In pure terms, Mathematicians think logically; ruthlessly, brutally logically and they don’t take anything for granted:

A Sociologist, an Astro-physicist and a Mathematician are on a train travelling through Scotland.  They see a black sheep in a field.  “Oh, look,” says the Sociologist. Scottish sheep are black.”  The Astro-phycisist smiles condescendingly and corrects him, “No, SOME Scottish sheep are black.”  The Mathematician raises her eyes to Heaven and chants in an exasperated broken monotone,  “There exists at least one field in Scotland, in which there exists at least one sheep, of which at least ONE SIDE is black!”

Philosophers also try to think logically, of course, but they’re hampered by language.  To express concepts precisely, you need a precise language or notation and that doesn’t exist outside of Mathematics.  Much of Lewis Carroll‘s most quoted material, for example, is, in effect, exposing the inadequacies of English as a vehicle for logical discussion and debate, particularly in relation to Mathematics:

`Take some more tea,’ the March Hare said to Alice, very earnestly. `I’ve had nothing yet,’ Alice replied in an offended tone, `so I can’t take more.’ `You mean you can’t take LESS,’ said the Hatter: `it’s very easy to take MORE than nothing.’  (Alice’s Adventures in Wonderland: Chapter VII)

Formal languages are precise but natural languages aren’t and that’s where philosophers come unstuck.  (Alice’s confusion disappears if we rewrite the above dialogue symbolically with ‘<‘ and ‘>’ in the right places.)  People have tried to bridge the gap, of course.  Bertrand Russell very famously took 362 pages to prove that 1+1=2 in his (and Alfred North Whitehead‘s) Principia Mathematica attempt to show the universe to be logically complete.  It took Kurt Gödel to show that it wasn’t.  However, we’re never going to be able to discuss the arguments for and against free will, say, with symbolic logic – it’s just too big.  However, once again, that sort of thing’s not gone without attempt.  The origins of the following masterpiece are lost in the mists of time but it spectacularly combines bad mathematics with bad logic with bad philosophy:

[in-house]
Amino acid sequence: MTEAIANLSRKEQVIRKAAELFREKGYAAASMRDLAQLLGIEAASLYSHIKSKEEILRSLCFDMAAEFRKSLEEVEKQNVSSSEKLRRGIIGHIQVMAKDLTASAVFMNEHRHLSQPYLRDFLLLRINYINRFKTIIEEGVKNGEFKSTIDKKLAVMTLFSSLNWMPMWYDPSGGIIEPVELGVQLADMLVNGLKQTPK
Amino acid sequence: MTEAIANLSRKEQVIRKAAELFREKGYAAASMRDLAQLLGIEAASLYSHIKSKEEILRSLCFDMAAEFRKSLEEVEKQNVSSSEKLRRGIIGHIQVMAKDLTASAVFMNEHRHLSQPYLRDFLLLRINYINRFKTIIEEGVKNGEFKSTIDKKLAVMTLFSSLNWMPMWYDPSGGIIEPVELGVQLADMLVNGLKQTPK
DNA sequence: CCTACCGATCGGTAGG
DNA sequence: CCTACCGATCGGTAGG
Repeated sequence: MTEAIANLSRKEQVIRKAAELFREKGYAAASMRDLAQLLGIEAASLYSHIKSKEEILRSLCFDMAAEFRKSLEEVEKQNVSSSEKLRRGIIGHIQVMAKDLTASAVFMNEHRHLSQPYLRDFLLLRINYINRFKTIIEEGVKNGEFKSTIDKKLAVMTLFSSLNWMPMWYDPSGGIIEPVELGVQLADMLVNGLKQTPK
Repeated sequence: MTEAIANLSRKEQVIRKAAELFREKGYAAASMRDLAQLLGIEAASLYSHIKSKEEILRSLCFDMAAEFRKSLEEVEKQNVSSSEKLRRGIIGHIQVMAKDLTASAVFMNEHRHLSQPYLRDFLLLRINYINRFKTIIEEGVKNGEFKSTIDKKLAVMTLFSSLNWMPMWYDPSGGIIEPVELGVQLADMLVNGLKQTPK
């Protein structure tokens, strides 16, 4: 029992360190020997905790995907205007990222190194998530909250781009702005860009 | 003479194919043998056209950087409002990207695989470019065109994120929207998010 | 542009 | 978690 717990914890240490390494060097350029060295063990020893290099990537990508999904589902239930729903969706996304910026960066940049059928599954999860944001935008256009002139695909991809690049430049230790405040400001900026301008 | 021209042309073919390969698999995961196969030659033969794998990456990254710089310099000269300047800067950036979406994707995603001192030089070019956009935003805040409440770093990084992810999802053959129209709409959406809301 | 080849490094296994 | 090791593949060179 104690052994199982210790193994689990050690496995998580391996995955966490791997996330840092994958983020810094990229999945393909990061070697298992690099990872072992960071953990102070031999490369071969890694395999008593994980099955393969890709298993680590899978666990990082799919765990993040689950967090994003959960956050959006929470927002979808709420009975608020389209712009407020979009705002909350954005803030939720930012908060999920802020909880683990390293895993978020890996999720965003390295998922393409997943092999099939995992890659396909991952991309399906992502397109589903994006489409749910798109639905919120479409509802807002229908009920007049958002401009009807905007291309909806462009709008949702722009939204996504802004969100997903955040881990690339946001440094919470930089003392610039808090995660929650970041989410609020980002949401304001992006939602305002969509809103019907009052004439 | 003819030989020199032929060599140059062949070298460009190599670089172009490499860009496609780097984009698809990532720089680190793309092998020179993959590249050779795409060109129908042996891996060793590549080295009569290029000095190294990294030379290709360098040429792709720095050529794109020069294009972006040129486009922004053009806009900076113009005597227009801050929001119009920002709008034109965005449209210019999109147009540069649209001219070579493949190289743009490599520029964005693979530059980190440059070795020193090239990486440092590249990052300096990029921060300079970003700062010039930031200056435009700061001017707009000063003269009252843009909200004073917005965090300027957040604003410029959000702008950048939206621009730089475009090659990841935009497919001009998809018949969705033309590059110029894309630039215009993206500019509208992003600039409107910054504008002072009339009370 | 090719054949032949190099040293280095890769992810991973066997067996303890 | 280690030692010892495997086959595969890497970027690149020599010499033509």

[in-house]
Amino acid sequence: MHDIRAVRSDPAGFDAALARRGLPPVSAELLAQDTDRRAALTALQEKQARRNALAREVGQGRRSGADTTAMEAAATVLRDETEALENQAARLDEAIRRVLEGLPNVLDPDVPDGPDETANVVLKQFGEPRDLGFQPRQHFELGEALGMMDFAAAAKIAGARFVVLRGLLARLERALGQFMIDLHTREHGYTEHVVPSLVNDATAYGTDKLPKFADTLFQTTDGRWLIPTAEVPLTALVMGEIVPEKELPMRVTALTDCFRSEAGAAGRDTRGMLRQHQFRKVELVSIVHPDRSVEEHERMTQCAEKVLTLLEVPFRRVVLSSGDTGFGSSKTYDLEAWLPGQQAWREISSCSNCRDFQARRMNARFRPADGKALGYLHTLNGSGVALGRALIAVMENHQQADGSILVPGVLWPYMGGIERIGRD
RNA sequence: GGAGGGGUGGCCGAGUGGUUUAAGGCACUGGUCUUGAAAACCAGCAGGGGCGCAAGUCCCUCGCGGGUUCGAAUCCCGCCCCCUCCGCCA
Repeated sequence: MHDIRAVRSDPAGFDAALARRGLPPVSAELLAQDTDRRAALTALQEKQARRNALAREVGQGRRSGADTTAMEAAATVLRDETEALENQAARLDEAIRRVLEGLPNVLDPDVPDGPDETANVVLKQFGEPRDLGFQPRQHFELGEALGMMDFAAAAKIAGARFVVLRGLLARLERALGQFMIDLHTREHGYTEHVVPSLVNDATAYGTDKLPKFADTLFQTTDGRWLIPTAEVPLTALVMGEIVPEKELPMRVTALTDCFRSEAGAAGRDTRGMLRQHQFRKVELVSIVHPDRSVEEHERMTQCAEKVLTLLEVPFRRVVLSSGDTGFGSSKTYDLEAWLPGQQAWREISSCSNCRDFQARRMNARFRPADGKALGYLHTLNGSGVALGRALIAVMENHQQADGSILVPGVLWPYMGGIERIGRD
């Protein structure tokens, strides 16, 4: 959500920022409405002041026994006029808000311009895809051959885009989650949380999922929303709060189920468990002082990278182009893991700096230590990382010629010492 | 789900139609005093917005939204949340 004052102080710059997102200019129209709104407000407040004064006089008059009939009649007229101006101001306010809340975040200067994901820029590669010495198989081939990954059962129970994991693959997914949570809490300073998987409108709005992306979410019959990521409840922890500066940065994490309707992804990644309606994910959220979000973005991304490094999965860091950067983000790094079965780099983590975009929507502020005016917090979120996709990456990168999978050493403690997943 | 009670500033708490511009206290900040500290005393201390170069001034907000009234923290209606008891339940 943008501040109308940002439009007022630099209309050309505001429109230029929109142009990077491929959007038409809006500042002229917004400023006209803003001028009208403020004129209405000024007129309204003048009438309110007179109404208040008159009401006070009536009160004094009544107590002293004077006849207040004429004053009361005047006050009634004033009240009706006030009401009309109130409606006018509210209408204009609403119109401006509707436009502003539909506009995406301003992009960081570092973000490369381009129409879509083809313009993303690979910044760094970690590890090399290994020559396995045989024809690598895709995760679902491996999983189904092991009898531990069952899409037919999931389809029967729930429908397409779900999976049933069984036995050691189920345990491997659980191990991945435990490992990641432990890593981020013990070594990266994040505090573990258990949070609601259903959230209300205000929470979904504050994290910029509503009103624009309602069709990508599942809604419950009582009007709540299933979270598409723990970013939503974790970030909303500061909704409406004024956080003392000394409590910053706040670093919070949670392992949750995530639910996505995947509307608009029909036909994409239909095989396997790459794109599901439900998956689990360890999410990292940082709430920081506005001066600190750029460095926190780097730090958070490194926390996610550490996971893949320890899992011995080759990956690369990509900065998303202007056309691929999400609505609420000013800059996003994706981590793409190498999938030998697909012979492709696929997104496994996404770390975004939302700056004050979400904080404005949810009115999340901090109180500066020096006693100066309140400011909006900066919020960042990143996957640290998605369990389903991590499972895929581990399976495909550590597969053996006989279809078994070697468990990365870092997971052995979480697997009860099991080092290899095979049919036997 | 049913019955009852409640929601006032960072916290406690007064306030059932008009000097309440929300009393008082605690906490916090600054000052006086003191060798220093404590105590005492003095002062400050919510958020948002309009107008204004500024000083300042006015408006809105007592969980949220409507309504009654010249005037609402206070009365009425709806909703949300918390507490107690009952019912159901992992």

Consider the infinite series, 1-1+1-1+1-1+1-1… .  What does it sum to?  Well, we can group terms as (1-1)+(1-1)+(1-1)+(1-1)… , in which case we get zero, or we can redistribute brackets as 1(-1+1)(-1+1)(-1+1)(-1… , which seems to give one.  So one and zero are the same thing, something can come from nothing, so God (or the Big Bang – take your pick) exists.

Anyway, we digress; let’s assume we’re dealing with competent practitioners.  It turns out that Computer Scientists need more than just the Mathematician’s or the Philosopher’s logic; they need the Engineer’s practicality too.  (See How to Write a Really Bad Program.)  In fact, and this matters a lot in Computing, logicality isn’t always the same as efficiency:

Give an Engineer an empty electric kettle and ask her to boil some water.  She will fill the kettle from the tap, plug it in and switch it on.  The following day, give her a full kettle and ask again for boiling water.  Naturally, she will simply plug in the kettle and switch it on.  Now give the same tasks to a Mathematician.  The first day’s solution will be the same as the Engineer’s – fill kettle and boil.  However, when presented with the full kettle on the second day, the Mathematician will immediately empty the kettle down the sink.  Why?  Because that’s reduced the problem to the one he solved the day before.